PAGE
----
Majors Market Sees New Trends & Changes
Retailers searched for juniors and young contemporary styles that featured tie-dye looks and utility-workwear silhouettes during the L.A. Majors Market, which ran Oct. 2–4 in Los Angeles’ Fashion District.
For the biannual trade show devoted to department-store buyers and large specialty retailers, the utility look and styles reminiscent of 1980s and 1990s looks were in vogue, said Janie Martin, a buyer for Ross Stores Inc.,who was shopping The Gerry Building. While the hippie-era favorite, tie-dye, is gaining popularity, also surging in popularity were soft-textured fabrics and waffle-textured materials, which seem to be popular in any decade, said Brittany Anderson, a senior buyer for Beall’s Inc.,during her time at the California Market Center.
If the market was marked by new styles, vendors said it was also shaped by a decline in buyer attendance because of the Jewish New Year. Rosh Hashanah was celebrated in the days preceding the market, and many vendors and buyers did not attend the market because of the holiday, according to show vendors. The show also was marked by a spreading out of where the show’s action took place.
Within recent memory, the Majors Market only took place in the CMC showroom building. For the recent market, buyers found temporary showrooms on the CMC’s 10th floor, as well as permanent showrooms on the CMC’s 8th and 5th floors.
But the CMC is in the midst of a $170-million renovation that is scheduled to be completed in 2020. Due to building construction, some space was not available in the CMC. Buyers increasingly worked Majors Market appointments at surrounding showroom buildings and even outside of the district.
For 18 years, YMI Jeans rented sprawling temporary showrooms at the CMC during Majors Markets. For the two markets in 2019, YMI exhibited at its headquarters in Los Angeles’ Boyle Heights section, which is a 10-minute drive from the Fashion District. David Vered, YMI’s president, said that the move was no problem.
“Most of our buyers were receptive to visiting us at our headquarters,” he said. “They see us in our natural surroundings.”
The Gerry Building, located across the street from the CMC, enjoyed a surge in Majors Market traffic. Juniors label Stony Apparel moved there before the market started. The Jerry Leigh of California label rented a temporary showroom at the Gerry for the market, said Paula Unger, a creative director for the Dickies Girl label, which is licensed by Jerry Leigh.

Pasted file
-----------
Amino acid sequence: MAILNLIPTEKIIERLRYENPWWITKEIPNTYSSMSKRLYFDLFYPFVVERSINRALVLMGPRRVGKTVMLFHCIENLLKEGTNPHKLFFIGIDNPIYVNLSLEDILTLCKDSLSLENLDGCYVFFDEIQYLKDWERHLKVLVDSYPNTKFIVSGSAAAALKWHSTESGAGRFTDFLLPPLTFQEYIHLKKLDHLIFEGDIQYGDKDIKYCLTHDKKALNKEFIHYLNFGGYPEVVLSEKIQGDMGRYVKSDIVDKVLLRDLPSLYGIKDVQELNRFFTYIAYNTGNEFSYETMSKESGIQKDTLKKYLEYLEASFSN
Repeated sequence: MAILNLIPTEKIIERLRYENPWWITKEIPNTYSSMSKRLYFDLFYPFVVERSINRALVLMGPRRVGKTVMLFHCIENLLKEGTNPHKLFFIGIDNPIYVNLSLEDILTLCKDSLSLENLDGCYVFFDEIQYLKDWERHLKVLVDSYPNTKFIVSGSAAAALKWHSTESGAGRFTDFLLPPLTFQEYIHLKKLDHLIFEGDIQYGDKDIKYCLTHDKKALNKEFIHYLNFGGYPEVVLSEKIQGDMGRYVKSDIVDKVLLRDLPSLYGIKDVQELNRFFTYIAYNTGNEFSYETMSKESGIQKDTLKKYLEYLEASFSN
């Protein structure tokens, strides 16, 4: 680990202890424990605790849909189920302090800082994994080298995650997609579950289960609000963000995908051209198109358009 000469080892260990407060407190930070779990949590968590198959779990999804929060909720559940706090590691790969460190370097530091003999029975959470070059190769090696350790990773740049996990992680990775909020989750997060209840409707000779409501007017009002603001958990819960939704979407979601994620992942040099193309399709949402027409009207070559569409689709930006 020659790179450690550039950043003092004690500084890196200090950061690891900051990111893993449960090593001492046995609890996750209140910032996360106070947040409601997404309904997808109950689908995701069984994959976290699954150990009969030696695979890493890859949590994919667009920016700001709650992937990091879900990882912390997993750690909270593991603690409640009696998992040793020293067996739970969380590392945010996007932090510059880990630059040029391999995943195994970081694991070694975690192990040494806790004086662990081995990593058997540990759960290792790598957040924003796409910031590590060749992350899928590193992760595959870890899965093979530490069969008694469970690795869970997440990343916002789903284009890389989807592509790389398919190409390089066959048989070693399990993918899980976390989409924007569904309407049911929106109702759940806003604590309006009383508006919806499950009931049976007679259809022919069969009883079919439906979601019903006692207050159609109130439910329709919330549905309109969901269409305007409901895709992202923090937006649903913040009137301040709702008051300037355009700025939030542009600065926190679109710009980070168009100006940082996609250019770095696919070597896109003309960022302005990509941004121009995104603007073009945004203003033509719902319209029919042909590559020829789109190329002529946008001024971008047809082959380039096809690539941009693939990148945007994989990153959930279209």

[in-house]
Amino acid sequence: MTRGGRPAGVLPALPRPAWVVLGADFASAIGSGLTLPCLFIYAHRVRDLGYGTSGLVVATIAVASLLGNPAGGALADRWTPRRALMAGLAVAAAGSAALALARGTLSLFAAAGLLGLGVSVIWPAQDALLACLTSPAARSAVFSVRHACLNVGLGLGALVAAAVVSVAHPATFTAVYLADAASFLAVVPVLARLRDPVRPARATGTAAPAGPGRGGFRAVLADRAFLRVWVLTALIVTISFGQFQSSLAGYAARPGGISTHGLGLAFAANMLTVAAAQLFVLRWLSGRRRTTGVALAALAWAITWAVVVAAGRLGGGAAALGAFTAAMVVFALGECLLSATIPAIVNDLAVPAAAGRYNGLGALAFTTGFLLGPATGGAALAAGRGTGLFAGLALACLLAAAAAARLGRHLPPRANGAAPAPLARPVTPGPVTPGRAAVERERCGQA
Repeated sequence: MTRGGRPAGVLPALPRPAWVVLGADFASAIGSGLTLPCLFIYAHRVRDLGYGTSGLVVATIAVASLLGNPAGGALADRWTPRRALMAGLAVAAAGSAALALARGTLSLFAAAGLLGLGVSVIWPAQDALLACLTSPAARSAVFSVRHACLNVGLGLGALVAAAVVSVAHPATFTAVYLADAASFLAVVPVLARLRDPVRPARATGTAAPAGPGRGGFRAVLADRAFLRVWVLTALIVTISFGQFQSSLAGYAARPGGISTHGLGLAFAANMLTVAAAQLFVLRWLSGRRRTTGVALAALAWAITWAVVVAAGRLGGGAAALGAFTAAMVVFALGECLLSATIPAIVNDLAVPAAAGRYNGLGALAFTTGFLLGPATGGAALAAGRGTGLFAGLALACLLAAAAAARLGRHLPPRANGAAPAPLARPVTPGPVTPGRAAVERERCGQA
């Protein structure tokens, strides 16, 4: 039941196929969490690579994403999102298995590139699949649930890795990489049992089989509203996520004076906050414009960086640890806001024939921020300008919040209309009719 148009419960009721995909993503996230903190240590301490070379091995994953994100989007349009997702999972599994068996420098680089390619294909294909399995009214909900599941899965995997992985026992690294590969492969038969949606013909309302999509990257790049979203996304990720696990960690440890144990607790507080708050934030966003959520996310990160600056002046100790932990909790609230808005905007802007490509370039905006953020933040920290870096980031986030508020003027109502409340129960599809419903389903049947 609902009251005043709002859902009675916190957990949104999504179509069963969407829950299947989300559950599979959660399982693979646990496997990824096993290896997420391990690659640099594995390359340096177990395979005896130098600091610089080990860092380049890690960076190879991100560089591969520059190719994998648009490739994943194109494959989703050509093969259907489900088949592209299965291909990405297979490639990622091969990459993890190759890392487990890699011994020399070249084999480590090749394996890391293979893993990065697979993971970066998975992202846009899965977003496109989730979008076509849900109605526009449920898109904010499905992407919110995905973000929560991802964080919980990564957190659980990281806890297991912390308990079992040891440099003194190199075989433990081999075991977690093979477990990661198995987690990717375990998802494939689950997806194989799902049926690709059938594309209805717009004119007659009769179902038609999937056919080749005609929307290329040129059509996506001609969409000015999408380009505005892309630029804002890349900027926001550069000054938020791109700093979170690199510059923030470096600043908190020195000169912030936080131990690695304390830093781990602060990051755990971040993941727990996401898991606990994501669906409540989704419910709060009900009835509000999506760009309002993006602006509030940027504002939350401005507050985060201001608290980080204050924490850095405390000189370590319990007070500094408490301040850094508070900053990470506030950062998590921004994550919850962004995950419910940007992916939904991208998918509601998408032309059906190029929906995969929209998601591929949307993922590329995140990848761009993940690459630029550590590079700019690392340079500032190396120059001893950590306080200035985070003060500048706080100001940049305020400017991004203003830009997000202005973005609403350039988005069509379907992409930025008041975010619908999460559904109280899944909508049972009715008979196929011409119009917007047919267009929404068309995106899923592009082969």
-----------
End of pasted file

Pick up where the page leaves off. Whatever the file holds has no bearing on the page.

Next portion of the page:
She said it was harder to find temporary space in the Fashion District’s cluster of showroom buildings during the market, but it was worth it. The workwear-focused Dickies is one of the stars of the utility trend, and the temporary showroom featured visits from retailers such as Dillard’s, Tilly’s and Pacific Sunwear of California. However, some retailers still haven’t gotten used to going to buildings outside of the CMC, Unger said. Walk-in traffic was not as heavy as at the CMC.
“Our meetings were mostly by appointment,” she said. “You had to know that we were here.”
The Miss Group company also exhibited outside of the CMC. The company specializes in making knits, sweaters and other items at a factory in Brooklyn, N.Y. It exhibited at The New Mart. George Gati and Danielle Stang showed Miss Group’s sweaters and fabrics during the show. They said the show’s business was steady and was supported by their regular customers.
Gati said that there was a lot of product on the market, which made market business slow.
“A lot of retailers were cautious in placing new orders,” he said. Stang agreed. “The market was better than April [the previous Majors Market] but not as good as last October,” she said.
Gati, who observes the Jewish holidays, flew in from New York on Oct. 2, after the New Year holiday ended. He believed that the holiday had affected attendance at the show.
Alison Budow of the Alison Showroom said that the holiday made the show feel like a one-day market.
“The right schedule is a three-day market,” she said. “One day is insanely busy.”
After 20 years in the CMC, Budow said that she is scheduled to open her showroom in the Gerry.
The Majors Market served as something of a homecoming for the Barbara Fields Trend Report. Barbara Fields of the Barbara Fields Buying Office had been producing the event in the CMC for more than 30 years but moved out of the building earlier in 2019. In April, she produced the report for retailers at her home in West Los Angeles.
During Majors Market, she produced her trend forecast at a mezzanine showroom in the Cooper Design Space. Her forecast focused on some of the season’s overarching trends such including tie-dye and utility looks.
She also discussed other looks for Spring and Summer 2020, such as the popularity of pants and shorts with cinched—or “paperbag”—waists. Loose-fitting mom jeans would be popular, and denim would not be distressed moving into Spring and Summer 2020.
Dresses, jumpsuits and rompers would remain popular. Camisoles and clothes with ruffle details and smocking would gain favor this season, while clothing using lace fabrics as well as mesh and crochet would perform well. Bright colors would be in demand during the upcoming season, along with unique colors such as a rust-hued terra-cotta hue.
“It’s very Victorian,” Fields said. “No more grunge.”